That did not keep former chairmen and members of the S.E.C. from giving the justices the benefit of their views. Two former chairmen and one former commissioner signed briefs for the plaintiff, Stoneridge Investment Partners. Three other former chairmen and 11 former commissioners signed briefs for the vendors.
The justices displayed great familiarity both with the details of the case and with the policy context in which it has attained unusual prominence on the Supreme Court's docket. That was clear in an exchange between Justice Antonin Scalia and the shareholders' lawyer, Stanley M. Grossman, who was arguing that the test he advocated for liability would set the bar high enough so that ''it will not ensnare someone who does engage in a deceptive act but doesn't understand that the reason for it is to further a scheme.''
''Sure,'' Justice Scalia responded with evident sarcasm. ''After trial -- you know, after trial which causes your stock to tank, you may indeed be able to show that you didn't know it was going to be used for that purpose. I mean, that's what this is all about, isn't it? Getting it by the summary judgment stage.''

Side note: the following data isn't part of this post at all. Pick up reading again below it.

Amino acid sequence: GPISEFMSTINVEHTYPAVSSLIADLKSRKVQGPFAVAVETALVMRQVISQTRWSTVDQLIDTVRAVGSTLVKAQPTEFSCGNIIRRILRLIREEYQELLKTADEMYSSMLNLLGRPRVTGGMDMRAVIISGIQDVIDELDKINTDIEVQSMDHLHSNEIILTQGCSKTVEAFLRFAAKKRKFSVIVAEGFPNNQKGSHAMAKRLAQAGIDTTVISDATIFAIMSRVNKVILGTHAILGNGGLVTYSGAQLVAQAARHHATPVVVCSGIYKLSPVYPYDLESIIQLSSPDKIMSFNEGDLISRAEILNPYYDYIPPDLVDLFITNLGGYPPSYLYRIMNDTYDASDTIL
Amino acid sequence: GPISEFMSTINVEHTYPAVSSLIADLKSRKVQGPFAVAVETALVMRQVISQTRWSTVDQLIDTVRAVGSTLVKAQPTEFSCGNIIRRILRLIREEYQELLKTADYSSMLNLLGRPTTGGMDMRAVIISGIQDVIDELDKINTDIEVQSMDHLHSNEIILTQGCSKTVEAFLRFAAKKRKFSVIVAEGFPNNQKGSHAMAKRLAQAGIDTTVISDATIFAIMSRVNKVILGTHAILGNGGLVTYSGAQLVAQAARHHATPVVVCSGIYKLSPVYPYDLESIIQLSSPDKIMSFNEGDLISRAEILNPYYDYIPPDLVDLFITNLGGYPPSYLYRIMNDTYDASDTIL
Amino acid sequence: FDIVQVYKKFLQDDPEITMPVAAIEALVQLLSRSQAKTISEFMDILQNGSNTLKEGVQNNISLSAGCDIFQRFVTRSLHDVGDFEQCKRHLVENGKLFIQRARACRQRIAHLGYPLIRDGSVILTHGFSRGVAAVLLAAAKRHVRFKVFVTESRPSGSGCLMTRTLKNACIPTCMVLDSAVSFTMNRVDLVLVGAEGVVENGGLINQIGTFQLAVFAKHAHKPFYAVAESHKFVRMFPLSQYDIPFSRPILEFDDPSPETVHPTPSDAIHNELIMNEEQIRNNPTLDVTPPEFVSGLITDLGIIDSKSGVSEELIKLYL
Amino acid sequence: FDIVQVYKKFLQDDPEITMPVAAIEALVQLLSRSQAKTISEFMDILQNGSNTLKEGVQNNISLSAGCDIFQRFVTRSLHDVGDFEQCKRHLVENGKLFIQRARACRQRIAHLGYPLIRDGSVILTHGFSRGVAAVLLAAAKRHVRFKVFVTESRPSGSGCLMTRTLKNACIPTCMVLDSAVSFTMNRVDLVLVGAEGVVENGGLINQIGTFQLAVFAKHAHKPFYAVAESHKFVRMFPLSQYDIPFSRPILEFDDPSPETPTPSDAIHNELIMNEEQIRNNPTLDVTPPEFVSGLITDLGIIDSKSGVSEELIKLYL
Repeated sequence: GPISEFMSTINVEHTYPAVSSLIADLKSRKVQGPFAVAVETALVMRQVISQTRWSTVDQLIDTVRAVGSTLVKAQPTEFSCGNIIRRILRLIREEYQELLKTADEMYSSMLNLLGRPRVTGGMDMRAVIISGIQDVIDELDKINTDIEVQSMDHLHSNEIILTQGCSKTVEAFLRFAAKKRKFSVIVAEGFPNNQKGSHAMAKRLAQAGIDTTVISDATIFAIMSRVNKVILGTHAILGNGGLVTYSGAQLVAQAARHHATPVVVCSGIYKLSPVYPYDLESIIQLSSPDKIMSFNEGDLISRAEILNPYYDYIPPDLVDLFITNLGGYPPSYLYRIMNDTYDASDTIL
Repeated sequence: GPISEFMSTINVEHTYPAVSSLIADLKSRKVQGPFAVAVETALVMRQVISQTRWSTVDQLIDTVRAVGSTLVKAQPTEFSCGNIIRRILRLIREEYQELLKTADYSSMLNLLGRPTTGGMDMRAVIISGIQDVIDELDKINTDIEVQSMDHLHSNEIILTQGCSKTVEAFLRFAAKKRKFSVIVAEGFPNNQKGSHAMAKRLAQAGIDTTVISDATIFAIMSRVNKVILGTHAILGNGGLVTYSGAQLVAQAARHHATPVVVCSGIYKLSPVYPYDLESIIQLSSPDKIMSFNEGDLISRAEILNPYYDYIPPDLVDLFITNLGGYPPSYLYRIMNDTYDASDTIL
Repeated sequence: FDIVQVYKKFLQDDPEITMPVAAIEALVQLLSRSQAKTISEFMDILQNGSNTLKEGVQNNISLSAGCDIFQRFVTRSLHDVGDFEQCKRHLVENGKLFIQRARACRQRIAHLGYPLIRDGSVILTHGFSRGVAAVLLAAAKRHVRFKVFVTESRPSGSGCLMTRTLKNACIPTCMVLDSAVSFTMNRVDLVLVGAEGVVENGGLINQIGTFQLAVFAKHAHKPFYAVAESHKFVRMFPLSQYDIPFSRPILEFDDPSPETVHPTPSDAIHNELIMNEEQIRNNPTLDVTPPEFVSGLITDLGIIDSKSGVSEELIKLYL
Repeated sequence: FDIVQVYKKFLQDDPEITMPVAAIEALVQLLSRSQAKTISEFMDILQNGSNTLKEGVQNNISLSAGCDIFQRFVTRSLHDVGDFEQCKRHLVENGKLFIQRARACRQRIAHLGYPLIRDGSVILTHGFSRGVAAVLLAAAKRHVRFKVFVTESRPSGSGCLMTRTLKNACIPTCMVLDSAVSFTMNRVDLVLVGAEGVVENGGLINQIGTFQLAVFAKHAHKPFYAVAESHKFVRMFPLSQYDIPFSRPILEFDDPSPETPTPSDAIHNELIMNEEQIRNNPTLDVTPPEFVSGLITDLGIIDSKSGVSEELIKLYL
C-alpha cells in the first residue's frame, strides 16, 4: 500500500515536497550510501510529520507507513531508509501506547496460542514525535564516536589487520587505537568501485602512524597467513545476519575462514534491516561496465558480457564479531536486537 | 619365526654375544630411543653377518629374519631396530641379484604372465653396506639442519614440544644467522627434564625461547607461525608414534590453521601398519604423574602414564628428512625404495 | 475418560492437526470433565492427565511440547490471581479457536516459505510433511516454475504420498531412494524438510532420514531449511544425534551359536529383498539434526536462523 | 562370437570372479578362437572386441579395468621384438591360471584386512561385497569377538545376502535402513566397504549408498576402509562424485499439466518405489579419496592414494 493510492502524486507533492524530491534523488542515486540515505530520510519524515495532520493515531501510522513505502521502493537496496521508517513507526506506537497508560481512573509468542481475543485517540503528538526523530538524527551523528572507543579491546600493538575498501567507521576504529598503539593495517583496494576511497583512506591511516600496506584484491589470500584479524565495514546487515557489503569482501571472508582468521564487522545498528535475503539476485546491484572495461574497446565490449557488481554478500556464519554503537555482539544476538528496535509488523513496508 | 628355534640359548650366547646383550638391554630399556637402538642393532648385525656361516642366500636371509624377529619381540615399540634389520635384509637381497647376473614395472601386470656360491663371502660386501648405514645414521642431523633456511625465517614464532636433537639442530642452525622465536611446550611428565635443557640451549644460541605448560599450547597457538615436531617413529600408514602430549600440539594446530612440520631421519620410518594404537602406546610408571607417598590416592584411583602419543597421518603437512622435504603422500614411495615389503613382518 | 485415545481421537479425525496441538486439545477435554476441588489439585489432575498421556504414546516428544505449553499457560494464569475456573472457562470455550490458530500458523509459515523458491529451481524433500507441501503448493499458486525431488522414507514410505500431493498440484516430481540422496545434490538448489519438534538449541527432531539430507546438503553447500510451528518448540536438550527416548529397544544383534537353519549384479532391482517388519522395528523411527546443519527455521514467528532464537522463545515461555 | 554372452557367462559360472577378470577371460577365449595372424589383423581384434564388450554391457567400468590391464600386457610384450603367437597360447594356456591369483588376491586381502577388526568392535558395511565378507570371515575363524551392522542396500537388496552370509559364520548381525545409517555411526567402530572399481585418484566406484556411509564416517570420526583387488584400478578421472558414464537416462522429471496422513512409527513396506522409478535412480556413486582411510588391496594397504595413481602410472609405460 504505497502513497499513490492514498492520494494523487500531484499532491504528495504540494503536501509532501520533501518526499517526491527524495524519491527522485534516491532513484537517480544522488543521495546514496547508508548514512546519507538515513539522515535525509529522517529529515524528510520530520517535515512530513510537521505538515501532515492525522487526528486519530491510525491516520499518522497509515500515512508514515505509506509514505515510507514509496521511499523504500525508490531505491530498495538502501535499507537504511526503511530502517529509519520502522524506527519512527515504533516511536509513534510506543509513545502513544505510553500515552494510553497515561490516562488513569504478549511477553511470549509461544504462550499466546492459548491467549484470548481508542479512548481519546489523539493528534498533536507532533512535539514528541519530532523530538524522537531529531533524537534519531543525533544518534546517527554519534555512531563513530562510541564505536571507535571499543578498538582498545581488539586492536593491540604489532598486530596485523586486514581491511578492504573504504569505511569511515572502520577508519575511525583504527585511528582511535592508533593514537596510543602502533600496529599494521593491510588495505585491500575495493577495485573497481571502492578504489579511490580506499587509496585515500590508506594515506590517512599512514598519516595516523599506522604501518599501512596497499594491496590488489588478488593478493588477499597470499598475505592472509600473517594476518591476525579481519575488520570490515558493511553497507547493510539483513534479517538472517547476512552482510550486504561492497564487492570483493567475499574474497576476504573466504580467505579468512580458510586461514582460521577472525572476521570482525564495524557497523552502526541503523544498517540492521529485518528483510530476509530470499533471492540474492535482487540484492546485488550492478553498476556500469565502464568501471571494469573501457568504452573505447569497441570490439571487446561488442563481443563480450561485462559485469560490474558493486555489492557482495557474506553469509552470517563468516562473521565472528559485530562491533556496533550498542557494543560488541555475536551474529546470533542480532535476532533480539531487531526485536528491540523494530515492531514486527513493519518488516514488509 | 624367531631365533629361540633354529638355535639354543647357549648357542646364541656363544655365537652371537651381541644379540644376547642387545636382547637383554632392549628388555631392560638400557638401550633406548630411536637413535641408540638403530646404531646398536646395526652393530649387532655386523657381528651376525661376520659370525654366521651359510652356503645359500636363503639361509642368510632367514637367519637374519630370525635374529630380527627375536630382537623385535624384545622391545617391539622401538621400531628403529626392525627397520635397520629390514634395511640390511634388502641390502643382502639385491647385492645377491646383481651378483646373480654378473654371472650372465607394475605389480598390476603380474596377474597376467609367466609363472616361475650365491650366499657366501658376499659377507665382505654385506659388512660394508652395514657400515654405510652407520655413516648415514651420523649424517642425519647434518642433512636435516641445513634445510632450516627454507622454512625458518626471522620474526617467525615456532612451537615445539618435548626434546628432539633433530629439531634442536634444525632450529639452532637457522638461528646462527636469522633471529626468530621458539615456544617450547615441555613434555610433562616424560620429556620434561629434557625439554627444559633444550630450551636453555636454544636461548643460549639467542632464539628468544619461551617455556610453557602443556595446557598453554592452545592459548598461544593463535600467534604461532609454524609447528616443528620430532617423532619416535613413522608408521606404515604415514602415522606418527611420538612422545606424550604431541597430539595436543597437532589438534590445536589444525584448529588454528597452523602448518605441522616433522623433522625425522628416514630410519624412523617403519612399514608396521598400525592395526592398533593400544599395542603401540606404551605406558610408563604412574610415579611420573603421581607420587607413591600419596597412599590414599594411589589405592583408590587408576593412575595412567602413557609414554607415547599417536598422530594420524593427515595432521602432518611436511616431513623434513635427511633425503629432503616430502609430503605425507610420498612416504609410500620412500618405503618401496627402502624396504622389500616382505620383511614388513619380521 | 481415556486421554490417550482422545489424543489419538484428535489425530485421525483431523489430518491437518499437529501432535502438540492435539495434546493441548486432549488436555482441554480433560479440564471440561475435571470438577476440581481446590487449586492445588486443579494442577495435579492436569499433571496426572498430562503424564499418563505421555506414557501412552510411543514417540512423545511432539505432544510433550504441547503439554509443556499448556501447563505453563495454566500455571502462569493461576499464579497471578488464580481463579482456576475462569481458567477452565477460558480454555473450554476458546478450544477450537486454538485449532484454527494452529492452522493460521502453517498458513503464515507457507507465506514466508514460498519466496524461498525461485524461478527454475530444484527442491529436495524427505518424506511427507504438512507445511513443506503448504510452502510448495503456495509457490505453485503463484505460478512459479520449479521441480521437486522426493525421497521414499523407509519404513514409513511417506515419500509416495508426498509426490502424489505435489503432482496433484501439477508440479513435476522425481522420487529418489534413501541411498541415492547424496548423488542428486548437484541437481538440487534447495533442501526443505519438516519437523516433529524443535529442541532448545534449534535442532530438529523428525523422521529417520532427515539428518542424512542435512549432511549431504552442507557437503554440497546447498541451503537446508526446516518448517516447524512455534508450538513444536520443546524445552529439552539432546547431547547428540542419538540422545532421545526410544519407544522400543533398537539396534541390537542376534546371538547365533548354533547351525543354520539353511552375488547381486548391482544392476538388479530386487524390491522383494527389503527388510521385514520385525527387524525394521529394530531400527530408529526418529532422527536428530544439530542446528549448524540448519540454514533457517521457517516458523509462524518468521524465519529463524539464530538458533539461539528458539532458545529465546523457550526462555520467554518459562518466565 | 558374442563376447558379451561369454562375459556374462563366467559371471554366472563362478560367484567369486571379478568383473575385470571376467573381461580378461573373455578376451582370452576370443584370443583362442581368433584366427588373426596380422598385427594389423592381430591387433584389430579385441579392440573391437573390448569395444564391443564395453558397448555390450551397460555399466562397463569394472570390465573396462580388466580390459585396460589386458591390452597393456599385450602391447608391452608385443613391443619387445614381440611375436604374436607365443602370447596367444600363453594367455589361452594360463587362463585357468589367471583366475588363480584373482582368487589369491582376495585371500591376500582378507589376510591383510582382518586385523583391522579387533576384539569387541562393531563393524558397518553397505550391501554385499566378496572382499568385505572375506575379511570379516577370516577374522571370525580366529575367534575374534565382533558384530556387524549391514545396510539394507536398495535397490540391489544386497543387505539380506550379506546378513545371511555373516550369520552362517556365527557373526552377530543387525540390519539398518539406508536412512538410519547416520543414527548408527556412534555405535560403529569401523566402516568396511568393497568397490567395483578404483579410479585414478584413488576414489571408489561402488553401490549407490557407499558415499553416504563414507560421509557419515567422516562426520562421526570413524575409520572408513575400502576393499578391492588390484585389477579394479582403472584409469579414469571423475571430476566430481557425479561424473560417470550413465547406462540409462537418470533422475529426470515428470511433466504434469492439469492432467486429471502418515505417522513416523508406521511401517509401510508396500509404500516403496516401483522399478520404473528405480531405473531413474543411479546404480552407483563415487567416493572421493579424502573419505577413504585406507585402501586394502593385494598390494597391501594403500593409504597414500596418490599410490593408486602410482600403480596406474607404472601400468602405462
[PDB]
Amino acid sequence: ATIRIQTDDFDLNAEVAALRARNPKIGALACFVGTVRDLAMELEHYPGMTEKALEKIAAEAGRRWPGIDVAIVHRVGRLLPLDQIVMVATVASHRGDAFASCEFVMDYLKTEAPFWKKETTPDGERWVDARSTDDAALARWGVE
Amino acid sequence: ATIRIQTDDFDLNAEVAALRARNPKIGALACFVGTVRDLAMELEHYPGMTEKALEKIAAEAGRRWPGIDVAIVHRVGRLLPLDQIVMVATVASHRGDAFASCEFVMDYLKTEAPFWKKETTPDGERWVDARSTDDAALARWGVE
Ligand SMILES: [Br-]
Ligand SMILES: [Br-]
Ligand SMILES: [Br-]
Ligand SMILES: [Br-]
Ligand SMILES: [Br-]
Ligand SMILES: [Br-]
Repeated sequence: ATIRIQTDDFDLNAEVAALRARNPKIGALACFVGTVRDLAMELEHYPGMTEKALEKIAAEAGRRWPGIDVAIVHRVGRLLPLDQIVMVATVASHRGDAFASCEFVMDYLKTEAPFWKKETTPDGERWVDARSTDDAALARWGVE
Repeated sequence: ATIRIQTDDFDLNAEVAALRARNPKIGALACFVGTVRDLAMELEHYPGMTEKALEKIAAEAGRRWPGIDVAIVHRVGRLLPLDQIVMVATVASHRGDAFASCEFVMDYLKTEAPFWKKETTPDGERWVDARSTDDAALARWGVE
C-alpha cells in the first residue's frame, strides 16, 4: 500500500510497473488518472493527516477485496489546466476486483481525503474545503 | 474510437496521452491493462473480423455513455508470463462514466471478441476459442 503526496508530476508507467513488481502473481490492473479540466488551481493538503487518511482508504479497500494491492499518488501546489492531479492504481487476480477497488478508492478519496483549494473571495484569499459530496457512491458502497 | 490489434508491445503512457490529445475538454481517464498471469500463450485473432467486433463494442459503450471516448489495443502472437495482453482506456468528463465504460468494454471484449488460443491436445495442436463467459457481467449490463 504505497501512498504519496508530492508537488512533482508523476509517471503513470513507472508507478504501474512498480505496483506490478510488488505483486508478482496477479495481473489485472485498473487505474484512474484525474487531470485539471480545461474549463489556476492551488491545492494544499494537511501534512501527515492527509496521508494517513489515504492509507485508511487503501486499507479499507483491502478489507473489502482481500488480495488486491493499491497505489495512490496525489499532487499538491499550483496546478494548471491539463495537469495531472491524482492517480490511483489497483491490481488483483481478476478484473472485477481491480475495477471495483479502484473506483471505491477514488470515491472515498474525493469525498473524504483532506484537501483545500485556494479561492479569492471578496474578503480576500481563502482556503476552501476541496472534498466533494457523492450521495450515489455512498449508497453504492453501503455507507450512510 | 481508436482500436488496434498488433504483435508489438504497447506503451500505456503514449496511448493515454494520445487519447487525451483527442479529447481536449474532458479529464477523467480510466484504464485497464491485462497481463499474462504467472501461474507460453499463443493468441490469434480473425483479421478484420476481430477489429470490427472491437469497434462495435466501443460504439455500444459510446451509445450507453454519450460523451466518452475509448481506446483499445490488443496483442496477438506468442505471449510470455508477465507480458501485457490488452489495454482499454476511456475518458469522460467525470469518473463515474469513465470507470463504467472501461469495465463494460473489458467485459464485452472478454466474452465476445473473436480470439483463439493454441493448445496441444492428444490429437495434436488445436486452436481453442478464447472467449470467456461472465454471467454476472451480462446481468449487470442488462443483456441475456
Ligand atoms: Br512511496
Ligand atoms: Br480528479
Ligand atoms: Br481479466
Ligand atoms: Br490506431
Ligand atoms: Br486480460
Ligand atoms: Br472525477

Justice Scalia's comments echoed the often-heard complaints of the defense bar that shareholder litigation poses such a threat to a public company that it forces the defendant to settle even unmeritorious lawsuits.
Whether the Stoneridge suit against Charter Communications' two vendors, Scientific-Atlanta and Motorola, is an example of such a lawsuit was, of course, hotly disputed, both in the courtroom and in the dozens of briefs filed on behalf of both sides.
Mr. Grossman argued that the vendors entered into a sham bookkeeping transaction with Charter that met the federal definition of a prohibited deceptive practice. At the request of Charter, which in mid-2000 was falling short of its annual target for operating cash flow, the two vendors agreed to increase their prices for the cable boxes they sold to Charter and to use the resulting windfall to buy advertising on Charter's cable stations.
The plan allowed Charter to book the money it spent on the cable boxes as a capital expense while treating the advertising purchases as current revenue. The transactions, a wash for the two vendors, amounted to about $17 million, a tiny fraction of what turned out to be a much bigger ongoing fraud on the part of Charter. Four of its executives pleaded guilty to criminal charges, and the company paid $144 million to settle a civil suit brought by Stoneridge on behalf of shareholders.
Stephen M. Shapiro, the lawyer representing the vendors, did not dispute the facts, but argued that at most, his clients had ''aided and abetted'' Charter's fraud and were not themselves primary violators of any securities law.